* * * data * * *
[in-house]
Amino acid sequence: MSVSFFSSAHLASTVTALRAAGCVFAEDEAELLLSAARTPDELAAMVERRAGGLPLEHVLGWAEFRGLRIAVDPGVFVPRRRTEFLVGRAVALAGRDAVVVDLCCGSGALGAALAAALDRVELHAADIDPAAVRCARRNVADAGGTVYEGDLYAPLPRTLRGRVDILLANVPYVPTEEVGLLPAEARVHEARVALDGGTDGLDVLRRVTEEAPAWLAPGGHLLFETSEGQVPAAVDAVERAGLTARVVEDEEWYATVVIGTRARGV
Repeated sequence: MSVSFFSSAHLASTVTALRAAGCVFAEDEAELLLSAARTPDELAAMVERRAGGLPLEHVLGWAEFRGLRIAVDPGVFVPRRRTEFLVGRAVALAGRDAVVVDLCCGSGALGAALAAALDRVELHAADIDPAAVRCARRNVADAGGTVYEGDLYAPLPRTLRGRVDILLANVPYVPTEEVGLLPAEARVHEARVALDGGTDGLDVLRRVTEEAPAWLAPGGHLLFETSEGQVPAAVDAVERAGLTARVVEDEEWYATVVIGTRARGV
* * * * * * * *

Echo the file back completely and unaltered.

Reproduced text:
[in-house]
Amino acid sequence: MSVSFFSSAHLASTVTALRAAGCVFAEDEAELLLSAARTPDELAAMVERRAGGLPLEHVLGWAEFRGLRIAVDPGVFVPRRRTEFLVGRAVALAGRDAVVVDLCCGSGALGAALAAALDRVELHAADIDPAAVRCARRNVADAGGTVYEGDLYAPLPRTLRGRVDILLANVPYVPTEEVGLLPAEARVHEARVALDGGTDGLDVLRRVTEEAPAWLAPGGHLLFETSEGQVPAAVDAVERAGLTARVVEDEEWYATVVIGTRARGV
Repeated sequence: MSVSFFSSAHLASTVTALRAAGCVFAEDEAELLLSAARTPDELAAMVERRAGGLPLEHVLGWAEFRGLRIAVDPGVFVPRRRTEFLVGRAVALAGRDAVVVDLCCGSGALGAALAAALDRVELHAADIDPAAVRCARRNVADAGGTVYEGDLYAPLPRTLRGRVDILLANVPYVPTEEVGLLPAEARVHEARVALDGGTDGLDVLRRVTEEAPAWLAPGGHLLFETSEGQVPAAVDAVERAGLTARVVEDEEWYATVVIGTRARGV